Lookin’ lively

We’ve been seeing Bald Eagles regularly on the lake already this year. This one had been fishing. More likely scrounging.

A tasty morsel, for sure.

And there have been turkeys aplenty this year too. This tom was looking for a date and putting on quite a display.

Even though Bald Eagles may have untidy table manners, I am grateful that Ben Franklin didn’t win the argument about which bird should be our national symbol. Turkeys may be smarter in the bird IQ department. But there’s something about that head and beard that just don’t cut it for me.

A big snapper has been sunning on the small island just across from the public access dock in the lower lake.

If your small boat can make it through the narrow cut-through, watch for the trail of tamped down grass. Snapping turtles and turkeys. Two critters that remind that life is long on this planet earth.

Wild Turkeys

turkeytracksWalking on a two-track, on state land near Sorenson Road, we came upon these Wild Turkey  tracks in the sand.  Wild Turkeys were nearly eliminated from their habitat by the early 1900’s.  Paradoxically, hunters helped save them. In 1973, the National Wild Turkey Federation was formed.  It is both a hunting organization and a conservation group .  Estimates then were that about 1.3 million turkeys remained in the wild in the United States.  Today, the population has grown to about seven million.  Hunting seasons have been established in 49 states, including Michigan.  Montmorency County is not exactly teeming with the birds.  But we have seen quite a few hens in fields.  We’ve seen hens and their poults scratching alongside roads.  The toms, with their long beards, are very infrequently seen.  Steve has hunted tom turkeys for three seasons now.  So far, the turkeys are winning.  But it must have been a monster turkey that moved along this trail.  Here is their gobble, which Steve practices using all sort of odd shaped wood and plastic small contraptions.  If Benjamin Franklin had his way, the Wild Turkey would have been our national symbol.  Would that mean we’d be eating eagle for Thanksgiving?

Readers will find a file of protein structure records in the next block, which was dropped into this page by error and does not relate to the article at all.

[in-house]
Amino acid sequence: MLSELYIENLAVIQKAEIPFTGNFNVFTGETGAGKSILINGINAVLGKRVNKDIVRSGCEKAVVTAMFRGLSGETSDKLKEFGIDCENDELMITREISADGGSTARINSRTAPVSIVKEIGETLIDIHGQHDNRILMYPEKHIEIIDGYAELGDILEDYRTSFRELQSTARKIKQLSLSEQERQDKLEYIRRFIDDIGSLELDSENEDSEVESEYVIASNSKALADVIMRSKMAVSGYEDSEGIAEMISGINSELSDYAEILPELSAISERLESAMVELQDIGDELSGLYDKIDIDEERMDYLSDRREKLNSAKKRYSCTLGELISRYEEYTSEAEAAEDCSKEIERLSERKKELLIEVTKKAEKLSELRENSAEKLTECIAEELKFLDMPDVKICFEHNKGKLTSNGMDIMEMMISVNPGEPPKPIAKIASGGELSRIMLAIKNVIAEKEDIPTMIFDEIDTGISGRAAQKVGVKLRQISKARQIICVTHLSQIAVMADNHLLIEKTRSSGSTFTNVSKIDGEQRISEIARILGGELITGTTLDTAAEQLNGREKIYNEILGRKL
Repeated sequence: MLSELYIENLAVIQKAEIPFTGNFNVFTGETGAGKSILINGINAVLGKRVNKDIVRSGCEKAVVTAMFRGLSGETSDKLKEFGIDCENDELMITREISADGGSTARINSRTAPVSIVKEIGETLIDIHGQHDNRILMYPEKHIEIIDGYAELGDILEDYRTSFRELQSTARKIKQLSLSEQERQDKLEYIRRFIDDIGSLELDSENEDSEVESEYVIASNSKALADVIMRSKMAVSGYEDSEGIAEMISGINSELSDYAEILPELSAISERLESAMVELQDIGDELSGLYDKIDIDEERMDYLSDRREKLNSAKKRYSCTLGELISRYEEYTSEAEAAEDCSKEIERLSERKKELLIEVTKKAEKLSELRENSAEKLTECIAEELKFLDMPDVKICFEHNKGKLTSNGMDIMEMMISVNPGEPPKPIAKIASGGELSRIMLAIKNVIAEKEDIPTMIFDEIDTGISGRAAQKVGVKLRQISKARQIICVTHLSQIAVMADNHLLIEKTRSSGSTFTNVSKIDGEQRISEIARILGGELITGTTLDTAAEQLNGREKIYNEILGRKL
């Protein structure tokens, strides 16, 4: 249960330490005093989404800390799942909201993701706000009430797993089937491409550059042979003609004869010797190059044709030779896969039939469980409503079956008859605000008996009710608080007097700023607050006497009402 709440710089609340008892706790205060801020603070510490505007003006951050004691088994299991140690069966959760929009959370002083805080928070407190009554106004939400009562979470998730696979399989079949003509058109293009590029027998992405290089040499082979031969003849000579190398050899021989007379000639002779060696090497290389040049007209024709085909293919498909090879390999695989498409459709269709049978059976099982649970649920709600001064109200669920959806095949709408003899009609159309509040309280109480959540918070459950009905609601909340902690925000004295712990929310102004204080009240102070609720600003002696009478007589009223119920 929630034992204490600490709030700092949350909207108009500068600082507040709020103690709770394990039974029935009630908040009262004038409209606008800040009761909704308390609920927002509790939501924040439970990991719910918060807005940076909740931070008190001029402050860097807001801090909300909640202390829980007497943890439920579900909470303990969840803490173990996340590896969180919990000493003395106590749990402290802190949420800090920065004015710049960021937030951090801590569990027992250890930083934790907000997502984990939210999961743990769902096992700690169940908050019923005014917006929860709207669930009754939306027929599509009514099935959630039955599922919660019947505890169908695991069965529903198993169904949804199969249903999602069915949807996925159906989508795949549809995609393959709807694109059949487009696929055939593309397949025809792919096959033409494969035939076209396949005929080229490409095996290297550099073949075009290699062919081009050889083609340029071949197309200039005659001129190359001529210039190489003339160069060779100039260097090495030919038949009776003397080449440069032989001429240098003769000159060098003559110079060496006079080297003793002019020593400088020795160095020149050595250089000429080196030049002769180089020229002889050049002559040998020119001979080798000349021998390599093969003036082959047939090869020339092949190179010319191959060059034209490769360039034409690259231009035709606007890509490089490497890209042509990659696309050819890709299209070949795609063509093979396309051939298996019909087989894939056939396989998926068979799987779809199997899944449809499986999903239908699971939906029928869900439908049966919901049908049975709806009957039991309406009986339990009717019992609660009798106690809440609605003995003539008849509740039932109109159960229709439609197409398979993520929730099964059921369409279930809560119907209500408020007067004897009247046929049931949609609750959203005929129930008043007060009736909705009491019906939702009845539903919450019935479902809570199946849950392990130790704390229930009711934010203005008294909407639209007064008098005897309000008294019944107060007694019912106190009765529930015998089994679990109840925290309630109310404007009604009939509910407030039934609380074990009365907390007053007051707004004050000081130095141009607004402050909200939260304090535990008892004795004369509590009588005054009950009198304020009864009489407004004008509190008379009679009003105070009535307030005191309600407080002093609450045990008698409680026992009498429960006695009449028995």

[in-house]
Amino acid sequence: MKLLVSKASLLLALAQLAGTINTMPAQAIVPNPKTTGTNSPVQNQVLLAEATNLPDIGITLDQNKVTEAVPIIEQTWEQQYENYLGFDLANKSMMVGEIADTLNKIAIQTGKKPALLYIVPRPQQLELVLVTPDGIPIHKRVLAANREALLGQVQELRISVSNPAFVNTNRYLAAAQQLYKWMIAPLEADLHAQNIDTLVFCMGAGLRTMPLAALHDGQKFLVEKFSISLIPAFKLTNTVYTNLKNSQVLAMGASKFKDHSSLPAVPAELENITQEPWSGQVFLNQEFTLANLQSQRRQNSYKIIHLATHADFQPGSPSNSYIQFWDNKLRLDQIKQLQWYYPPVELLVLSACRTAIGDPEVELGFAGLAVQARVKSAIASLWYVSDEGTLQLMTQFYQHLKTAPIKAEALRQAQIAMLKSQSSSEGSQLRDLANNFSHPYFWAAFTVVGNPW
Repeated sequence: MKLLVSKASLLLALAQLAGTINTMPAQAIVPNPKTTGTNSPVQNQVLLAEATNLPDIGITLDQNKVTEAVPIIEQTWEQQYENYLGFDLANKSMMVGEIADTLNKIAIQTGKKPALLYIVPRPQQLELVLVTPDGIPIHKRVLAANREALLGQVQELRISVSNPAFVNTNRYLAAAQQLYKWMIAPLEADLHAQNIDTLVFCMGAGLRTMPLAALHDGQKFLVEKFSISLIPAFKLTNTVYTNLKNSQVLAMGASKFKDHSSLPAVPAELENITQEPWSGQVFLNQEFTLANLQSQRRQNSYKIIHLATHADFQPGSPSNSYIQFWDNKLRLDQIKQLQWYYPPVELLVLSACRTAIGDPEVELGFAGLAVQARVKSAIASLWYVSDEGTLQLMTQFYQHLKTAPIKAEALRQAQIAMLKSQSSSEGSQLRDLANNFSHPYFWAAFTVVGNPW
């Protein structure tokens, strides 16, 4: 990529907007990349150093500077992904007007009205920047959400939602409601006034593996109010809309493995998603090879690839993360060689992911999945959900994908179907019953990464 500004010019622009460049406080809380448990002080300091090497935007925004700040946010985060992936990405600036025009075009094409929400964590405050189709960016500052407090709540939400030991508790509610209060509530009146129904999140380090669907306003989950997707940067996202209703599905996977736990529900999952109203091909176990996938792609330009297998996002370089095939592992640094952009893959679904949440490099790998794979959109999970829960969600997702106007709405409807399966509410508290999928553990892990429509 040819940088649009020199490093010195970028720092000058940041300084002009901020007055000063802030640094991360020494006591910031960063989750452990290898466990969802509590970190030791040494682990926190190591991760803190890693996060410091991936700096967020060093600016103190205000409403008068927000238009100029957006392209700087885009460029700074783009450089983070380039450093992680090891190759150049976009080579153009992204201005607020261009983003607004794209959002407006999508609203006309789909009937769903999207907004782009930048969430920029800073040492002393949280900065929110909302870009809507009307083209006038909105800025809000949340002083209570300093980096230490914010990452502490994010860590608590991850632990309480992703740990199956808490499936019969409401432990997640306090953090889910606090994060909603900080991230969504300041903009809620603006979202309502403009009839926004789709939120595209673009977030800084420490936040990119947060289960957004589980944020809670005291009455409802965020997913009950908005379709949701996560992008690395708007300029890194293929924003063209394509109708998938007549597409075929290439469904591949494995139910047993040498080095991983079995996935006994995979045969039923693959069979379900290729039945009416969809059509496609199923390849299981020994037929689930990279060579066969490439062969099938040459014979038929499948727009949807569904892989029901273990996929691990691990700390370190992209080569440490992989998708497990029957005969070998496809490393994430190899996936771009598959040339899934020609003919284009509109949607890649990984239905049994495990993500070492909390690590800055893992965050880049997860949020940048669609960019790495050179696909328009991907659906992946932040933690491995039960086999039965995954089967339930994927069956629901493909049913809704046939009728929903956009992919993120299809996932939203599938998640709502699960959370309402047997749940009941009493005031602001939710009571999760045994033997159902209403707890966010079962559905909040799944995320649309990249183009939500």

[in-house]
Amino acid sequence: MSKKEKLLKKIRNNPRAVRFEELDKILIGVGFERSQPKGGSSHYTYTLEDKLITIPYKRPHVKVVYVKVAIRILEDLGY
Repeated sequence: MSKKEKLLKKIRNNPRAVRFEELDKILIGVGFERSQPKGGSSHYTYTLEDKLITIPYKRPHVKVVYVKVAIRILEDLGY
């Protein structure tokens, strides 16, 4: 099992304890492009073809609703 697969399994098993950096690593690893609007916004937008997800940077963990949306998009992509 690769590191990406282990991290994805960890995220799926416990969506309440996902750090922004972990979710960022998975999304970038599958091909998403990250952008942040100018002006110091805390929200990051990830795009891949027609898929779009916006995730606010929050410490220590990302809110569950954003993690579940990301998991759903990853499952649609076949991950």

Oh yes, this fine turkey parts drawing (my name for the piece) by Michigan’s own, Glenn Wolff, was published originally in the New York Times. I was able to purchase the original “Mature Male.”  It hangs  at the lake house, where hopefully no dead tom’s beard will ever hang. Wolff’s prints, illustrations, and original oils capture our state and its creatures.  He’s reproducing some of his pieces on T-shirts, tiles, mugs and notecards these days.  Click here to learn more.